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Books Books 1 - 10 of 147 on Segnius irritant animos demissa per aurem, Quam quae sunt oculis subjecta fidelibus..  
" Segnius irritant animos demissa per aurem, Quam quae sunt oculis subjecta fidelibus. "
The plays and poems of William Shakspeare - Page 227
by William Shakespeare, Alexander Pope, Samuel Johnson, Edward Capell, George Steevens, Richard Farmer, Nicholas Rowe - 1821
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Bell's Classical Arrangement of Fugitive Poetry ..., Volumes 5-6

John Bell - English poetry - 1789
...returns, When pochets suffer, and when anger burns, &c. J Aut agitur res in scenis, aut acta refertur. Segnius irritant animos demissa per aurem, Quam quae sunt oculis subjecta fidelibus, et quae Ipse sibi tradit speftator * » * * * * Quodcumque ostendis mihi sic, incredulus odi. 106....
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The Critical and Miscellaneous Prose Works of John Dryden ..., Volume 1, Issue 2

John Dryden - 1800
...plainly decided by the same author in his preceding words : Aut agitur res in scenis, aut acta refertur : Segnius irritant animos demissa per aurem, Quam quae sunt oculis subjecta fidelibus, el quae Ipse sibi tradit spectator. By which he directly declares his judgment, tha* everything makes...
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The Plays of William Shakespeare: With the Corrections and ..., Volume 17

William Shakespeare, Joseph Dennie, Isaac Reed, Samuel Johnson, George Steevens - Drama - 1809
...lu's contempt of such dumb shows as were inexplicable, there is no reason to believe he would have pointed the same ridicule at others which were more..." Segnius irritant animos demissa per aurem " Quam qua: sunt oculis subjecta fidelibus." If it be observed that the latter will admit of sentiment and...
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The plays of William Shakespeare ...: With the corrections and ..., Volume 17

William Shakespeare, Joseph Dennie, Samuel Johnson, George Steevens - 1809
...his contempt of such dumh uho-ms as were inexjdicabli, there is no reason to believe he would have pointed the same ridicule at others which were more easily understood. I do not readily pereeive that the aid of a dumb show is much more reprehensible than that of a chorus : " Segnius irritant...
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The Remains of Henry Kirke White of Nottingham, Late of St ..., Volumes 2-3

Henry Kirke White, Robert Southey - 1811
...what an immense difference there is in point of effect between a relation and a representation. 218 Segnius irritant animos demissa per aurem, Quam quae sunt oculis subjecta fidelibus, et qua: Ipse sibi tradit spectator. An Poet. I. 180. < T shall conclude these desultory remarks, strung...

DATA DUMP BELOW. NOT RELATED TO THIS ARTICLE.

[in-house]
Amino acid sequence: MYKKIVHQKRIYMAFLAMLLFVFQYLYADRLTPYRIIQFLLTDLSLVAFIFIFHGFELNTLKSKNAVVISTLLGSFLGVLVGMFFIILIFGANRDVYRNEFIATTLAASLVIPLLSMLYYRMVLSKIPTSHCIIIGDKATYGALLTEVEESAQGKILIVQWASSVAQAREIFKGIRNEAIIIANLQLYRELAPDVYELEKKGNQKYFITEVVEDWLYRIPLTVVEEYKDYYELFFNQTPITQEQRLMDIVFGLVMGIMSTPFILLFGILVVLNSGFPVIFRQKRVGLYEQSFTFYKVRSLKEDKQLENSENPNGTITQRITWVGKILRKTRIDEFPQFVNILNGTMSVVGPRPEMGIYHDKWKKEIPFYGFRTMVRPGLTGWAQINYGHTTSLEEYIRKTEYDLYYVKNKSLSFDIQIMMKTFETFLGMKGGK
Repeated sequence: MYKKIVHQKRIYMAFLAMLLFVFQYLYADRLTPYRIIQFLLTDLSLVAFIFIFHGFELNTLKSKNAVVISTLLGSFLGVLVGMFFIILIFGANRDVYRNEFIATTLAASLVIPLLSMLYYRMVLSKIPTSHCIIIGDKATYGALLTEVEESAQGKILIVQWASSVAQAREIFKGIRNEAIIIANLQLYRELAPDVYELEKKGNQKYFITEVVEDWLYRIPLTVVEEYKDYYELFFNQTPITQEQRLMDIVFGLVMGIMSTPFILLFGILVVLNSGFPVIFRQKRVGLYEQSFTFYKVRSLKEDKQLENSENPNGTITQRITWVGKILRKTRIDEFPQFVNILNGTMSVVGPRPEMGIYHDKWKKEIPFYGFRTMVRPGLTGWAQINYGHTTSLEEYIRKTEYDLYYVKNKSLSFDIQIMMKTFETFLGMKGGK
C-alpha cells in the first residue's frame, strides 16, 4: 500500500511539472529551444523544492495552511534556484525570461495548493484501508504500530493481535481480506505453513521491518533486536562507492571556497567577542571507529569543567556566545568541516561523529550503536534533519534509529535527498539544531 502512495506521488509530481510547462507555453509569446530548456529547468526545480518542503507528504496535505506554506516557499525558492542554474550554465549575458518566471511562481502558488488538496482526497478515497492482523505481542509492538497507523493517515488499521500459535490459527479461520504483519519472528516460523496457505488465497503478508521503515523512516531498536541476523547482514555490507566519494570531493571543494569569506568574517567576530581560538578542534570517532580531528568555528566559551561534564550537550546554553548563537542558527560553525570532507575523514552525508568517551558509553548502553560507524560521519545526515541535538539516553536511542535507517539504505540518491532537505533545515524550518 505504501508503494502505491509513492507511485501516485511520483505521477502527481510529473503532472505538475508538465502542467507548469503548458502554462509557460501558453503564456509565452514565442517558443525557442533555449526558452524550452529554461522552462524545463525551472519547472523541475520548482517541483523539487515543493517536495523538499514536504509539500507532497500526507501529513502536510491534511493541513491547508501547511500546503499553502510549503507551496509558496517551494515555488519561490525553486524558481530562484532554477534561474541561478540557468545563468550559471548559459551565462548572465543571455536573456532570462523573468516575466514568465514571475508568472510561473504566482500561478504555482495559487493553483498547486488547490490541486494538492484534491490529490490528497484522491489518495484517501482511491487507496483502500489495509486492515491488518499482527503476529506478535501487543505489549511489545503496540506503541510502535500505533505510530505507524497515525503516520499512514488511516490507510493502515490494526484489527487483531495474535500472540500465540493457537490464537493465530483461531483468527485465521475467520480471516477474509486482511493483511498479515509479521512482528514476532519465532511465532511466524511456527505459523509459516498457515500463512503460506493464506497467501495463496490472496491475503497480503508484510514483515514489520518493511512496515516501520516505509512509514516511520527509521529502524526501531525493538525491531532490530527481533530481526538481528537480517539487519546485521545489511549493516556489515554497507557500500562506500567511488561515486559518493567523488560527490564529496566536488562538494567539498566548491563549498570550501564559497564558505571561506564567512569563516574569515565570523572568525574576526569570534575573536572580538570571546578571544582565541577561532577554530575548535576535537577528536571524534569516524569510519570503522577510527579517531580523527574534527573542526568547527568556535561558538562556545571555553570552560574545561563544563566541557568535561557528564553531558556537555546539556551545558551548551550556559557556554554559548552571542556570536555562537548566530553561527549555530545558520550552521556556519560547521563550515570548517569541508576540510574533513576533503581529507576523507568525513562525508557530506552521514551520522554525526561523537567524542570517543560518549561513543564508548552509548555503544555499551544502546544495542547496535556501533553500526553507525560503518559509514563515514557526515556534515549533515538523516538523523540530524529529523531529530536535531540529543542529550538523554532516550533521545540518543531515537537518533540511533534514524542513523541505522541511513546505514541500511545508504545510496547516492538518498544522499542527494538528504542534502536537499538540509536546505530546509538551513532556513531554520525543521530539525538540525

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The Gleaner: A Series of Periodical Essays

Nathan Drake - English essays - 1811
...objects that pass through the organs of sight, those faithful evidences in a mental court of judicature, Segnius irritant animos demissa per aurem, Quam quae sunt oculis subjecta fidelibus, et quas Jpse sibi tradit spectator : — . For this reason, many passages, in which the epic writer...
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The works of Richard Hurd

Richard Hurd (bp. of Worcester.) - 1811
...in the heads of these critics, though his own words confine the observation singly to the stage : . Segnius irritant animos demissa per aurem Quam quae sunt oculis subjecta fidelibus, et quae Ipse sibi tradit Spectator That, which passes in representation, and challenges, as it were,...
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Q. Horatii Fl. Opera ad Lectiones probatiores diligenter emendata ..., Volume 2

Horace - Literary Criticism - 1813
...viriles ; Semper in adjunctis aevoque morabimur aptis. Aut agitur res in scenis, aut acta refertur. Segnius irritant animos demissa per aurem, Quam quae sunt oculis subjecta fidelibus, et quae. Ipse sibi tradit spectator. Non tamen intus Digna geri promes in scenam : multaquc tolleç...
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Herodotus, Volume 1

Herodotus - Greece - 1814
...precepts recorded by wise men for tuting the ears and the eyes for the discourse and the sight of objects. Segnius irritant animos demissa per aurem Quam quae sunt oculis subjecta fidelibus. Hor. Ars Poet. 180. Polybius coincides in part with our historian, when he advances, that nature having...
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Dramatic essays

William Hazlitt, William Archer - Acting - 1818 - 227 pages
...obtruded on his notice, and occupy as much time as the most important. We do not mean to say that 1 Segnius irritant animos demissa per aurem, Quam quae sunt oculis subjecta fidelibus, et quce Ipse sibi tradit spectator. — HORACE, Ars Poelica. A thing when heard, remember, strikes...
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